As a coach, your job is to help people reframe things; to help them in seeing things differently as they make their way along life's journey.
And, reframing is all around us. It's part of humor . It’s part of all growth.
“Seeing Things Differently”: A Personal Example
Back in 1969, I went through a two-year program with Time/Life Magazine for high potential executives. And, because I wanted to travel internationally, they sent me to Amsterdam, London and Paris. I was in charge of documenting their circulation statistic system.
At the end of those two years, all my buddies were getting fantastic jobs with Time/Life - you know the kind, where all you need to do is entertain yourself and other people in the company. In the positions they were landing, they didn't really have to deal with anyone outside the company. Sometimes they even got a car and a driver as part of their gig.
This is something that I was going after as a young man of 23 -- going for the brass ring, you might say. I got all kinds of bonuses, rewards and promotions in those two years with the only criticism being that I wasn't always at my desk when the higher-ups called. You see, when I was in the building in Chicago, if I had to talk to somebody, I would go see them rather than just calling them on the telephone. Others called this “managing by walking around”.
One day, I was called in to see the boss and I was so excited because I was supposed to get a promotion as well as finding out where I´d be placed in the company.
The Last Thing I Expected To Hear
To my surprise, things didn't work out like I thought they would. Instead of praise, I was told they didn't have a place for me.
That was the last thing I expected to hear, especially after the bonuses, promotions and rewards I ́d been getting. Instead of a job, they gave me some money and let me go. And, when I asked for a reason, all they would say is that they just didn't have a place for me.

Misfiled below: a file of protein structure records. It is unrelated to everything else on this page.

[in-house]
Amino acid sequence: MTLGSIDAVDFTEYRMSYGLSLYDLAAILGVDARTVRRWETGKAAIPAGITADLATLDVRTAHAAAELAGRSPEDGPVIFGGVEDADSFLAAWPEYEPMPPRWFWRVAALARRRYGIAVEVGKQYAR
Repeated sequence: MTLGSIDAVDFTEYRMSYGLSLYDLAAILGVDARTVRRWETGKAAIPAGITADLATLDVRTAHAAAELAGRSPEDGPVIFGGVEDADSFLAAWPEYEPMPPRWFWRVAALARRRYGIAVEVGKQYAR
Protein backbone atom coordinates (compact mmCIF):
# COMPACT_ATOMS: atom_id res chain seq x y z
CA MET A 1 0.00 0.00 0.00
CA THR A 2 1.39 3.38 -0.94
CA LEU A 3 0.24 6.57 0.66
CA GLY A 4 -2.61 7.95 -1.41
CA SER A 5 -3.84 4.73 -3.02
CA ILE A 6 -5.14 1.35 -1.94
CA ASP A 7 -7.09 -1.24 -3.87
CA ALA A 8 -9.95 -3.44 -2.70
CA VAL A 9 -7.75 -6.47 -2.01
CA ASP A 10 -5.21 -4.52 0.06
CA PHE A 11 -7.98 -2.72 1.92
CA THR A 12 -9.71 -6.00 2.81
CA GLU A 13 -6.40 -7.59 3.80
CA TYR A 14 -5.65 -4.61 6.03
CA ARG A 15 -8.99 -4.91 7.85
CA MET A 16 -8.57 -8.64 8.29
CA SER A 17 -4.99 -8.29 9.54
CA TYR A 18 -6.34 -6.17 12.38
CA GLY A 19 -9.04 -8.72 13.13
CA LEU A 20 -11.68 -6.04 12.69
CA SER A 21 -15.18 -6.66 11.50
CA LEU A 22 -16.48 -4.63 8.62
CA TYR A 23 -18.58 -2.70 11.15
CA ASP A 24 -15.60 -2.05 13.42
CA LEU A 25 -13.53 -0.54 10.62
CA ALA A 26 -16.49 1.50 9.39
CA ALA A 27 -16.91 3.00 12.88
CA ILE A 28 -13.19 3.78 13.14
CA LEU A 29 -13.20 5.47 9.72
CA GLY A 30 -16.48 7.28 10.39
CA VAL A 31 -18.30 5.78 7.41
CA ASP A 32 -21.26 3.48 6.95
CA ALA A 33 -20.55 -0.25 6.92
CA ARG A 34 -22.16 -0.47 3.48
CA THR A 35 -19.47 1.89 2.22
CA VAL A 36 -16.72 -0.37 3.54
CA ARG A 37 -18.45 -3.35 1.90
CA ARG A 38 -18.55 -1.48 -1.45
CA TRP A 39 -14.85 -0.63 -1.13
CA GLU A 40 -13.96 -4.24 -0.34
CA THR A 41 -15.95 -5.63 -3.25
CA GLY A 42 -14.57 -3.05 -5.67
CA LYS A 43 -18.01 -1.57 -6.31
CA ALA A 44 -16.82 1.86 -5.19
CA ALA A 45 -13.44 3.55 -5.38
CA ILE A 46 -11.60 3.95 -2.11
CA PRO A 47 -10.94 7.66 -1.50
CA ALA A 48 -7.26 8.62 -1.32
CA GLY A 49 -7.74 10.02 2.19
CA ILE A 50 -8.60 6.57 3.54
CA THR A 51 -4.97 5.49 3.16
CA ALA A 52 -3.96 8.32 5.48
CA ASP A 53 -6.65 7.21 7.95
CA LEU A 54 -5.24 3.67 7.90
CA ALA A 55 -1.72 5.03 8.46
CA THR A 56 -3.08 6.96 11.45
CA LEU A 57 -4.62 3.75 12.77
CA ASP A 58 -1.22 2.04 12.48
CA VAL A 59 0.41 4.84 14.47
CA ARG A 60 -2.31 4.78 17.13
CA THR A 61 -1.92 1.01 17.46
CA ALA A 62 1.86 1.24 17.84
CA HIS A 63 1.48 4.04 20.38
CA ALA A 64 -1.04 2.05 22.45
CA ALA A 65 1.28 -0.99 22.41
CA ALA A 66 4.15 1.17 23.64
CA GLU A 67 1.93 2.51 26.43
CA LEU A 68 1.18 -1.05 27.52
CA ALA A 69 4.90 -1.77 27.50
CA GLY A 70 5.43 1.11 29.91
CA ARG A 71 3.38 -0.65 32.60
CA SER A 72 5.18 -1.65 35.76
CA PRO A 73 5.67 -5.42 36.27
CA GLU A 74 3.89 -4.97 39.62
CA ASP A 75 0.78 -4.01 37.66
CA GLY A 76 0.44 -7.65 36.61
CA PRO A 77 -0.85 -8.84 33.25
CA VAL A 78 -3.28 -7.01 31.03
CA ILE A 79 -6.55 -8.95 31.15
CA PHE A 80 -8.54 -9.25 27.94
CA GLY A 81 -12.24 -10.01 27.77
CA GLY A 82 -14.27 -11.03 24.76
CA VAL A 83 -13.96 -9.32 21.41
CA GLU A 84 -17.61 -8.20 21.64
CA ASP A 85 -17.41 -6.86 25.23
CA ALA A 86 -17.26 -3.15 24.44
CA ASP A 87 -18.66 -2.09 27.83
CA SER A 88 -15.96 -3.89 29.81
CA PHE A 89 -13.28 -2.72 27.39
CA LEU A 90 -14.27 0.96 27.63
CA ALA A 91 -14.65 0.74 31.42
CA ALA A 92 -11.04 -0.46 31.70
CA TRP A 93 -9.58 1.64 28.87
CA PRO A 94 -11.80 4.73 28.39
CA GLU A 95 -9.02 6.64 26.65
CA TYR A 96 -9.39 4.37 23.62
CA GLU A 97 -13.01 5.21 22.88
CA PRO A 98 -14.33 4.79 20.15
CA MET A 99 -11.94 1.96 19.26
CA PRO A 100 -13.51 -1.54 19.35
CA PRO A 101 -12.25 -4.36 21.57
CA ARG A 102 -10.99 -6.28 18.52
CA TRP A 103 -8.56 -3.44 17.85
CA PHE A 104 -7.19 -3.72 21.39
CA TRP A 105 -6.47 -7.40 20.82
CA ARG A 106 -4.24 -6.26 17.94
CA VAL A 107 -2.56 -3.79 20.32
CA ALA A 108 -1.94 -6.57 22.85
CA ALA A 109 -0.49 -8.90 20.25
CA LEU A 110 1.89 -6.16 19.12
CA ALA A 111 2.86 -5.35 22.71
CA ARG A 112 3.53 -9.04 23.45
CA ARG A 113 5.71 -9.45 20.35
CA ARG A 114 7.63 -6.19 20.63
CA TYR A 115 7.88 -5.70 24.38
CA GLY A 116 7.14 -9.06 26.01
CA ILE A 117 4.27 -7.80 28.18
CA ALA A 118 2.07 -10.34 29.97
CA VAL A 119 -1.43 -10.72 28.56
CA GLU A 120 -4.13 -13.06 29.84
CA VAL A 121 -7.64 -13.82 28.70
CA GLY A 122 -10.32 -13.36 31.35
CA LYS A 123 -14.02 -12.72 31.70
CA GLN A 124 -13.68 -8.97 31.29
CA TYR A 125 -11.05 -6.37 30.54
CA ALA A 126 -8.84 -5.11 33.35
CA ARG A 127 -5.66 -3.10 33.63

At the time, that's all the explanation I got. Later on, I found out that I hadn't gone to the right schools. Nor did I wear the right clothes or talk in a way that was sophisticated enough for my fellow executives. I just wasn’t part of “the club”.
That early lesson was a really tough one to learn.
On The Bright Side
Being let go was the catalyst to me seeing things differently in my life.
Roughly six months before they let me go, I ́d begun teaching myself to play the guitar.
As a child, I had dreamed of becoming a singer. When I was about 10 years old, I’d go to movies starring the operatic tenor, Mario Lanza. I was fascinated by the power and the beauty of the human voice.
Within a month after Time/LIfe let me go, I was playing and singing at an open mic at a friend’s pub near Downtown Chicago when a guy came up to me and said, “Do you know enough songs for a whole evening?”
“When do we start?” I said. “About three weeks,” he said. I told him I'd see him then.
With that came the realization of a childhood dream that started me down a path that took me from Chicago to New York, where I played in soap operas and had parts in Broadway musicals.
I even auditioned for The New Christy Minstrels where I was offered the center man position. But the Big Apple was calling and I turned that down to take part in a musical in New York.
So, there you have it. Reframing, in action.
Trust In Life´s Wisdom
When I think back on it, I believe that was the best thing Time-LIfe could have done for me. If they hadn't let me go, I might have stayed in corporate America and succumbed to those golden handcuffs of money and prestige I had so desperately wanted at the time. Yet, within a few short months, life in all her wisdom led me to be and do things that I might never have attempted on my own.
With reframing, you assume things are going to be one way but, if you look at them differently, they turn out to be quite another. And, that’s how we help people reframe situations.
We guide them in seeing things differently.